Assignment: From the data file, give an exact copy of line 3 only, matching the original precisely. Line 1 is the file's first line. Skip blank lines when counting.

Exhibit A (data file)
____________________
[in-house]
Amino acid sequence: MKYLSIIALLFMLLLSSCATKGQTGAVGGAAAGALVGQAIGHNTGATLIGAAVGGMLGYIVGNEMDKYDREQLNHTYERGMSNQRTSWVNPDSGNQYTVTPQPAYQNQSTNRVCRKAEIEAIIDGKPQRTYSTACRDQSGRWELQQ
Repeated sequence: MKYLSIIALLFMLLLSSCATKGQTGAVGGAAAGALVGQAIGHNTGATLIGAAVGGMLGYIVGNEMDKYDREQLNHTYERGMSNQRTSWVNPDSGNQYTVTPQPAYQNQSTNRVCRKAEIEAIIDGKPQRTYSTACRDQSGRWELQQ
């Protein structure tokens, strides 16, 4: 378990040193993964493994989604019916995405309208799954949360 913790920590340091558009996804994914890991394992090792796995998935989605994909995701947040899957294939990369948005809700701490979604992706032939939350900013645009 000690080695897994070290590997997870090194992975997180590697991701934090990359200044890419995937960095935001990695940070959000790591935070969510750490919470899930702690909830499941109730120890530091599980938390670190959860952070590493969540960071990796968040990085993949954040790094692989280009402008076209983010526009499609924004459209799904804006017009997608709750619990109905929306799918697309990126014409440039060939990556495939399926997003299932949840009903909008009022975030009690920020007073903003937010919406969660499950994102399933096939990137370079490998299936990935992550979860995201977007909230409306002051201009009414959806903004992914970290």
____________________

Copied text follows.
Repeated sequence: MKYLSIIALLFMLLLSSCATKGQTGAVGGAAAGALVGQAIGHNTGATLIGAAVGGMLGYIVGNEMDKYDREQLNHTYERGMSNQRTSWVNPDSGNQYTVTPQPAYQNQSTNRVCRKAEIEAIIDGKPQRTYSTACRDQSGRWELQQ